Finding Photographs In The Boring

Nov 25, 2023

A little PSB before we start - all these images are straight out of camera. I wanted to show you what's there for the seeing without any processing.

As you may know, I've just returned from a fortnight in America.
Most of my time was spent in the suburbs of Baltimore.

In my limited experience with being in the States most suburbs in America feel a bit 'samey'.
The same strip malls, giant car parks and chain stores.

It seems when you talk with people about photography, they often want to go somewhere exotic - Iceland, the bustling streets of Kyoto, or some famous photo spot that is all over Instagram.

This, they think, is where all the awesome photos are hiding.

Sure, if you want to photograph The Northern Lights of Polar Bears, then you kind of need to travel to them. However if you look at where ever you are with a fresh perspective - you can start to see new ideas for photos.

To my friend whom we were visiting, she only sees the same streets and traffic that she is surrounded by every day. But how do you 'switch off' this passive way of looking, and find photographs in the boring?


Such a simple word. Certainly I don't struggle to pronounce it (fun fact - I've always struggled with saying certain words and it's super fun when people in the comment section of the videos belittle me for mispronunciation)

But that word is responsible for a lot of struggle with photographers.

From the moment I picked up a camera and asked my dad what I should take a picture of, those preconceived ideas where being formed.

Not just about what to photograph, but how to photograph it.

The mountains
The sunset
Subject in the middle of the frame
Sun behind the photographer
etc etc.

It comforting not to challenge these ideas because they produce repeatable and expected results.

I liked that. It made me feel like I was doing well.

This was fine as a kid with a camera. We travelled a far bit and I got to photograph in what to me were, exotic, locations. If you can call a cold and windswept beach on the coast of Scotland exotic :D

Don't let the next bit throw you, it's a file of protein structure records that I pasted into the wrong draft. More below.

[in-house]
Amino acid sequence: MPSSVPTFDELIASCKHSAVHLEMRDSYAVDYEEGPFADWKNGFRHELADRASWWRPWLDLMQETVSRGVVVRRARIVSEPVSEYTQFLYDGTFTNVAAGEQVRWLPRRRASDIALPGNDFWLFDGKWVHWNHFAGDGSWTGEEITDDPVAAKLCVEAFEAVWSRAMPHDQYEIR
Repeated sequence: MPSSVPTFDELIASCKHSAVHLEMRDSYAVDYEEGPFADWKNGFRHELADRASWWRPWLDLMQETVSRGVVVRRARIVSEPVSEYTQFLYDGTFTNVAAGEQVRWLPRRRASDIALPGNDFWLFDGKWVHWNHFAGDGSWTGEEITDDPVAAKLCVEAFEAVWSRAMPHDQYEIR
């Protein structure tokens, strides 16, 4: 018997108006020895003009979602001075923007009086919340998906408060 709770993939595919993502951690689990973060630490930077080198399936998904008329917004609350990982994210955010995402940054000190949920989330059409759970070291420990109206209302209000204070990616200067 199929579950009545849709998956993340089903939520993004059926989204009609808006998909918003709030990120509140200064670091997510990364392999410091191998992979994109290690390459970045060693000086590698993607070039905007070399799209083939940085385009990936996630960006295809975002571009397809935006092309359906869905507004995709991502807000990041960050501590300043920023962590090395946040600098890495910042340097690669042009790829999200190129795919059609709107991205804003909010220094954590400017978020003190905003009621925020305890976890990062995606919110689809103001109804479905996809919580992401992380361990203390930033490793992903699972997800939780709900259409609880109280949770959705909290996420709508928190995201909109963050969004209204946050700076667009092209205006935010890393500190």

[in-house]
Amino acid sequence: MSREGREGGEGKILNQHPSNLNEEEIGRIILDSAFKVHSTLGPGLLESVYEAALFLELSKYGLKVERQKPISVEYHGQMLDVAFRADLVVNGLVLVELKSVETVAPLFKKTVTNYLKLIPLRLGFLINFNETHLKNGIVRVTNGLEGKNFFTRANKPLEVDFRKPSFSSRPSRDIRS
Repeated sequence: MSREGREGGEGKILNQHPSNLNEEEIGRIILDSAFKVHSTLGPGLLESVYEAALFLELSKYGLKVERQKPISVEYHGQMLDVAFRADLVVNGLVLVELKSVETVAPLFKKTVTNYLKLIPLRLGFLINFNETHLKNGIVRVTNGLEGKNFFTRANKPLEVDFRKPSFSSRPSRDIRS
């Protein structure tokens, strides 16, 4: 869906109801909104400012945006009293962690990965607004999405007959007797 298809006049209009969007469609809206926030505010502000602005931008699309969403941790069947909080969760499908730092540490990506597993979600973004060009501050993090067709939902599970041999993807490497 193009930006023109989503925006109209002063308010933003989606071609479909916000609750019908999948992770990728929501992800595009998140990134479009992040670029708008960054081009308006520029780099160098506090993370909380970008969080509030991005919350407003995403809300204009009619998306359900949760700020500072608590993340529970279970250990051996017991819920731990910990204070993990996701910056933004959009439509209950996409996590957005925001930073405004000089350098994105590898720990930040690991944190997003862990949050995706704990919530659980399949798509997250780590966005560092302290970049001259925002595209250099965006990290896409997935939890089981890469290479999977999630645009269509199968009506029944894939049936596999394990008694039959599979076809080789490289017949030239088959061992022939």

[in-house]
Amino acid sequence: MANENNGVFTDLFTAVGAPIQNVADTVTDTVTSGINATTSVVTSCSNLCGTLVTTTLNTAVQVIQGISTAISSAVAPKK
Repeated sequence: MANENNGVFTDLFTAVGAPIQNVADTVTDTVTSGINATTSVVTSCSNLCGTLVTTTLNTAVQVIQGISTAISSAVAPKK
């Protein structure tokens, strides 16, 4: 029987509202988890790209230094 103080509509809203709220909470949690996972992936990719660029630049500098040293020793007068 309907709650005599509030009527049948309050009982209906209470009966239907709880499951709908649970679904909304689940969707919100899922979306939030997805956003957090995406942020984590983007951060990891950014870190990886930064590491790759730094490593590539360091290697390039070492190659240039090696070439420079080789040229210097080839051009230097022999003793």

However, when I started taking photography seriously, I wasn't traveling, I was landlocked in what to me was an average city (Pretoria) with average buildings, average people and no exoticness on show at all.

So I had to start getting rid of these preconceptions.

When you are asked to create a project on street photography and the bustling streets of Kyoto are well beyond your reach, you have to make allowances.

I was talking with a photographer who I mentor recently, and he asked about overcoming his own preconceived ideas - his background is in cinematography, and their 'rules' are informing his photos.

I suggested he try one new thing - just challenge one idea. In his case it was format - he loves 16:9, and I suggested he try composing 1:1 images (mostly because we had been looking at my own square images).

For you it may be something entirely different, but there is a preconceived idea in your mind somewhere that can be challenged.

My friend who very graciously drove us around isn't a photographer, but it's funny how she is starting to recognize places where I will stop and find images.

Ugh, there's that preconception idea again! She now has a preconceived idea about what I'll be photographing :D

If you can, spend sometime just observing people taking photos. At a workshop or event for example. See if you can see what they're looking at.

And, importantly, what they aren't.

Is there a photo they're all missing?

Thanks for reading.